Mumbai: The increase in the price of all fuels and diesel in particular have sent bus operators' running costs skyrocketing over the last few months.
It is now essential that they make full use of all the possibilities for reducing fuel consumption in order to remain competitive in the face of drastically increased fuel costs. Daimler AG claims that its eco-training programmes helps in the reduction of fuel consumption by eight to 15 per cent by adopting an anticipative driving style.
On the basis of a touring coach covering 100,000 km per year, this represents almost 5000 litres. And with a fleet of ten buses, this amounts to an annual saving of some 50,000 to 60,000 euros.
The eco-training programmes which form part of the Daimler Omniplus range of services as well as the practical experiences of various fleets confirm that savings such as these can be achieved.
Economical driving techniques reduce variable costs associated with fuel, repairs, maintenance and tyres. "Engine speed down, engine load up" is the motto: in principle, an engine running at low revs in a high gear uses less fuel than it does at high revs in a lower gear, even though the accelerator has to be depressed to a greater extent to deliver extra power when running in high gear.
The eco training sessions also provide useful tips about tyre pressure.
A 10-per cent shortfall in tyre pressure increases fuel consumption by up to two per cent while a twenty per cent shortfall sees this figure rise to as much as four per cent. With around 30 per cent of all vehicles running on underinflated tyres, the scope for fuel savings in this area alone is considerable. Furthermore, 95 per cent of all tyre blowouts are primarily due to faulty tyre pressures.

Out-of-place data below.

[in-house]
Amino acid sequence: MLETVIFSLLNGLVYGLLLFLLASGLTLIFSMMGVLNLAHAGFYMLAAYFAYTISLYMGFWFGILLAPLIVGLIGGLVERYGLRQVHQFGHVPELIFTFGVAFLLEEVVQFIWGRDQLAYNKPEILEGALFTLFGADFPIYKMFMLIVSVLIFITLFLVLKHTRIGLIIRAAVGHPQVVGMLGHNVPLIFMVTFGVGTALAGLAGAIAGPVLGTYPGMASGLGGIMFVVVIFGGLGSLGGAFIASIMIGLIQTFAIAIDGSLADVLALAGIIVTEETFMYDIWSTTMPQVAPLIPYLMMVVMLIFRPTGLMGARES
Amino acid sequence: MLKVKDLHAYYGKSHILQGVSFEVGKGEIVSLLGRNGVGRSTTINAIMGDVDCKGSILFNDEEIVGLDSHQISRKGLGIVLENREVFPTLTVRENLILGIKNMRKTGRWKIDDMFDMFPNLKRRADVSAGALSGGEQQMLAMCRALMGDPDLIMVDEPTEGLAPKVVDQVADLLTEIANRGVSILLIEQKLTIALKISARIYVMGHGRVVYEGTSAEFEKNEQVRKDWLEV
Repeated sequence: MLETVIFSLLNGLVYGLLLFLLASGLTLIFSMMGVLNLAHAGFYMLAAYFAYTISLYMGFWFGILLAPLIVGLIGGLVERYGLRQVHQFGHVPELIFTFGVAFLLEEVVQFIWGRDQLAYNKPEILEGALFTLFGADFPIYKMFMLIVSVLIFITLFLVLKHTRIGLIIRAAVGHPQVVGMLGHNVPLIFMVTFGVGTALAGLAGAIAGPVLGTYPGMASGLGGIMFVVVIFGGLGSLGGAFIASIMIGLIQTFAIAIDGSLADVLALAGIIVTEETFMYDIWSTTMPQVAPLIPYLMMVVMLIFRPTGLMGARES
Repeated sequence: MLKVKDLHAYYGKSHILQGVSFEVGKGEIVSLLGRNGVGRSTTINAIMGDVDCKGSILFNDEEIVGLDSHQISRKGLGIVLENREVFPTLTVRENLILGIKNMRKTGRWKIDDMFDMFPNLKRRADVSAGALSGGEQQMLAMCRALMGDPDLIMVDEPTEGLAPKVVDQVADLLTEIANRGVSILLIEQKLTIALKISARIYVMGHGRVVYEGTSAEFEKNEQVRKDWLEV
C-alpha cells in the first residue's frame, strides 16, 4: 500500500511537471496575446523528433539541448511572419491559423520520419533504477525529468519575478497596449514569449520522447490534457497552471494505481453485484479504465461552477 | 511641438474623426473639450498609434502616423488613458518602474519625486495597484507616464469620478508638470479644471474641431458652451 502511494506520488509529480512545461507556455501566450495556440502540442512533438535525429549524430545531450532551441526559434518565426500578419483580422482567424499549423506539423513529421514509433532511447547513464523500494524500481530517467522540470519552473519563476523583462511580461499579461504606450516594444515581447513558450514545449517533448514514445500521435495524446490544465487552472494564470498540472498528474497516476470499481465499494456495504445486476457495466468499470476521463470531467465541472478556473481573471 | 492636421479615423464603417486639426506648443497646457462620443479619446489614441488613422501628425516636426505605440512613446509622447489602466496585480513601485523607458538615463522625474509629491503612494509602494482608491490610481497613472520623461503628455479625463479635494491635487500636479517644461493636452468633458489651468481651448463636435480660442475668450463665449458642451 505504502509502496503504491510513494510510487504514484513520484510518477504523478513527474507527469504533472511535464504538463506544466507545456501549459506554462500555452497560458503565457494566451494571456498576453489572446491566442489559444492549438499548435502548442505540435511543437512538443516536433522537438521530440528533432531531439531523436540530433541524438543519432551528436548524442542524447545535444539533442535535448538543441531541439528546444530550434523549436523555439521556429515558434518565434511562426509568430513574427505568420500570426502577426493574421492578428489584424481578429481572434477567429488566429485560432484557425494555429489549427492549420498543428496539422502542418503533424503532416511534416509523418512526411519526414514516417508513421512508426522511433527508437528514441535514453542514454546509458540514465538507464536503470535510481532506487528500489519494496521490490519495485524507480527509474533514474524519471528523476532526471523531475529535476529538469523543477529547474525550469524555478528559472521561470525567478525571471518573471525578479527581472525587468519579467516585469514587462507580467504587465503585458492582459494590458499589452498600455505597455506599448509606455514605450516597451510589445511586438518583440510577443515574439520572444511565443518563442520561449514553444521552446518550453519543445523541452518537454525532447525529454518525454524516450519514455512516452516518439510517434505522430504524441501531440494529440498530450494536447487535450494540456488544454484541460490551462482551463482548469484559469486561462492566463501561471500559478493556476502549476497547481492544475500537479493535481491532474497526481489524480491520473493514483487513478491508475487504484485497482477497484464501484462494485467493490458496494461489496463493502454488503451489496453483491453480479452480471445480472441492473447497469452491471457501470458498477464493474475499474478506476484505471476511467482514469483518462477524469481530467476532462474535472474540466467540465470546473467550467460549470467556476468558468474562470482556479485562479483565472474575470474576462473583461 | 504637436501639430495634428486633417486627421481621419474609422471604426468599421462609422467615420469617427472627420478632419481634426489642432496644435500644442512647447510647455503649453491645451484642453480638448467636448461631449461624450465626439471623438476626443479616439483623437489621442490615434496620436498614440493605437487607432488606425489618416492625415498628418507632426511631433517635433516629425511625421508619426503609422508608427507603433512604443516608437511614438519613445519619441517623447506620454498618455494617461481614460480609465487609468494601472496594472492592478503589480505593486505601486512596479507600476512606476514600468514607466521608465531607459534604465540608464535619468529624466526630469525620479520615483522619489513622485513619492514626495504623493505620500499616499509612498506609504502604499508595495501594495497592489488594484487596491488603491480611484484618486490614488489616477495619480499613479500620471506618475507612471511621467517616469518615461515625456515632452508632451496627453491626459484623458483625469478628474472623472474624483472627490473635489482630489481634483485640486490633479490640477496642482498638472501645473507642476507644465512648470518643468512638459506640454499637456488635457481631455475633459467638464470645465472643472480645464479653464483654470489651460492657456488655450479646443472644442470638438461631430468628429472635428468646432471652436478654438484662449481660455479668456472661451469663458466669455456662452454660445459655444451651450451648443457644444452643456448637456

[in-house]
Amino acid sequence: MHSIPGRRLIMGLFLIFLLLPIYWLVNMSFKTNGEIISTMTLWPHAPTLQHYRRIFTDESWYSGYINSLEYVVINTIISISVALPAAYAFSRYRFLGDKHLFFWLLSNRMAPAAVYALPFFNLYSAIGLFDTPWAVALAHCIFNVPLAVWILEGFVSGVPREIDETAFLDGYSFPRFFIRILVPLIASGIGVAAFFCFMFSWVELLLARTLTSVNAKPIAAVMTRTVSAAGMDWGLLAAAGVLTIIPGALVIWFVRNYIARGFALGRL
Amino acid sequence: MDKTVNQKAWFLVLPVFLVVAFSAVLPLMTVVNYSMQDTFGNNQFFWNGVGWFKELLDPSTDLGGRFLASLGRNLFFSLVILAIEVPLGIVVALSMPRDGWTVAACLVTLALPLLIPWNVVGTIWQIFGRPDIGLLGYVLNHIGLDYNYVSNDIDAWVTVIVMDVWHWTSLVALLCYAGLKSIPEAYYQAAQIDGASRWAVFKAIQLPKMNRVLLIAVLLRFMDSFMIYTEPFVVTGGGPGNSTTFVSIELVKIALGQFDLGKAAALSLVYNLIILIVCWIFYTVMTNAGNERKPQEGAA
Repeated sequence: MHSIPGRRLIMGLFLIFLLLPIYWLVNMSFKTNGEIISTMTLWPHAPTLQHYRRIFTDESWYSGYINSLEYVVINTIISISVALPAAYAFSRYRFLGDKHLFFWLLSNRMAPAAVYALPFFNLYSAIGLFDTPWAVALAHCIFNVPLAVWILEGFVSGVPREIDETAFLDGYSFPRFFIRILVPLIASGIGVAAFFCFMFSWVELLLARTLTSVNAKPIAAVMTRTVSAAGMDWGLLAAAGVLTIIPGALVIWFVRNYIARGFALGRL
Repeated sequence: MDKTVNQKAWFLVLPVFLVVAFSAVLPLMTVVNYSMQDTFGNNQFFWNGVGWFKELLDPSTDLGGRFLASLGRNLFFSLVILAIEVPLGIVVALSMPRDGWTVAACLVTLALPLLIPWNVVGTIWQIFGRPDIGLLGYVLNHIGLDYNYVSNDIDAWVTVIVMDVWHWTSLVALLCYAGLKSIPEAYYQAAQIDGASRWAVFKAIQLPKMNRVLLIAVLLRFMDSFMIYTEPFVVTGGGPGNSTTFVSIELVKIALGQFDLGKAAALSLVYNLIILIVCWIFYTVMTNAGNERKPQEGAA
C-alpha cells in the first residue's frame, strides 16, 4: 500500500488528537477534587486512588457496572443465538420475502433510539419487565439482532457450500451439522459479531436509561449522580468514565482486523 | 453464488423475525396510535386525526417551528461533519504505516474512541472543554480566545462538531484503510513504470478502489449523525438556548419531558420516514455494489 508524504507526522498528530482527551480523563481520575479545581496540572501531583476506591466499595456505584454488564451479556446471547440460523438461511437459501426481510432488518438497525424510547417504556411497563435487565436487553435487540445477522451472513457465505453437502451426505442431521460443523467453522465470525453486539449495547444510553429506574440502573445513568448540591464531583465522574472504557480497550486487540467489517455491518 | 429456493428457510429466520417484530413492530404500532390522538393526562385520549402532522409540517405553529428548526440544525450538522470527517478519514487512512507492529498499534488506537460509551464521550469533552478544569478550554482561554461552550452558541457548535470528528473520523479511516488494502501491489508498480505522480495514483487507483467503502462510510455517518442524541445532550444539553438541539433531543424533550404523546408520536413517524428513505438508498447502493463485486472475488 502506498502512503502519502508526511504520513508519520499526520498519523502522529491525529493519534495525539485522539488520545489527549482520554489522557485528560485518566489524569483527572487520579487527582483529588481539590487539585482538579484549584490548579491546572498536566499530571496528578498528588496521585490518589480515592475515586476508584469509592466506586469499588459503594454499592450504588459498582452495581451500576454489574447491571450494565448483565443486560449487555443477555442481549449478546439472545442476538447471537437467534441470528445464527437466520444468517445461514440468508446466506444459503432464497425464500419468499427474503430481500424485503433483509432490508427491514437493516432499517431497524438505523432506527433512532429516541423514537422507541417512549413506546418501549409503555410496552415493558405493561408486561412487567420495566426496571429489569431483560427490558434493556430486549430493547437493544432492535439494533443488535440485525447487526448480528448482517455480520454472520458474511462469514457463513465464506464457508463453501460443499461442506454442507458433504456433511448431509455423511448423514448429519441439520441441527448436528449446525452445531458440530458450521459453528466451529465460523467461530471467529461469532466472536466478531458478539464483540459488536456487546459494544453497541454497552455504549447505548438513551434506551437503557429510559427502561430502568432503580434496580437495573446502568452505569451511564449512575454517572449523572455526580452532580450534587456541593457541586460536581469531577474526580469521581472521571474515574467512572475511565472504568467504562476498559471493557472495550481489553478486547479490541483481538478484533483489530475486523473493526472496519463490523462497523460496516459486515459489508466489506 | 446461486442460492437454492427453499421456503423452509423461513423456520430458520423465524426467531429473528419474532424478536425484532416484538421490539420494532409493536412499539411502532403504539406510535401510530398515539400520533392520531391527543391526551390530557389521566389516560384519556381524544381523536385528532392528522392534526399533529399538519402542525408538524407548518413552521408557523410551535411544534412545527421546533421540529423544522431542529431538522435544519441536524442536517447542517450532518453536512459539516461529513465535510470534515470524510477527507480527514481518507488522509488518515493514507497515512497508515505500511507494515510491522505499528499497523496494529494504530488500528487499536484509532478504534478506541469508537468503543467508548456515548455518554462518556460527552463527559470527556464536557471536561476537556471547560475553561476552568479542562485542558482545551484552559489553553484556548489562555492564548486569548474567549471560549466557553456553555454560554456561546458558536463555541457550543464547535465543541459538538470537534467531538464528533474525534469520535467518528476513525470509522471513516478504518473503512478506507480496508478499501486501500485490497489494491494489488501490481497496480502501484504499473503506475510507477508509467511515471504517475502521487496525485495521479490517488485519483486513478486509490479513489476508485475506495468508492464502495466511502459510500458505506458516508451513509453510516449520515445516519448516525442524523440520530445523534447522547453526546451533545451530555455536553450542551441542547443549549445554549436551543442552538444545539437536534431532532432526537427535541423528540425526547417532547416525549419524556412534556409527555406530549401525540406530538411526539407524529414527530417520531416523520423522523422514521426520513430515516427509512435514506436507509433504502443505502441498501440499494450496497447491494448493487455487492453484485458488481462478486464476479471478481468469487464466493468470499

Vehicle technology and equipment also exert a major influence on fuel consumption. The choice of the correct powertrain is a case in point. For example, BlueTec diesel technology, which has been introduced extremely successfully in Europe, cuts fuel costs by up to six percent compared with the earlier in-engine measures to reduce exhaust emissions. The rising price of fuel means that this technology makes excellent financial sense for all fleet operators.
Savings of between two and ten per cent can be achieved with a correctly configured vehicle. Fuel savings of up to 4 per cent on typical routes have been achieved by Setra TopClass 400 touring coach models equipped with the new automated eight-speed PowerShift transmission. And the Mercedes-Benz Citaro urban regular-service bus is even more economical thanks to its new gearshift program.
Mercedes-Benz uses the new "Topodyn" gearshift program as standard in conjunction with the ZF Ecomat automatic transmission. The control electronics automatically select the ideal shift program for the topography of the route. In-service field testing of this system has shown that fuel consumption can be cut by between two and ten per cent. As an added benefit, the average engine speed is reduced and with it the noise emissions.
All these measures help fleet operators reduce their costs. As fuel accounts for about 30 per cent of the overall costs of a fleet, every opportunity to cut fuel consumption must be taken. This also benefits the environment as CO2 emissions – which are another major issue at the moment – are directly dependent on the level of fuel consumption. Saving 5000 litres of fuel reduces CO2 production by 13 tonnes.
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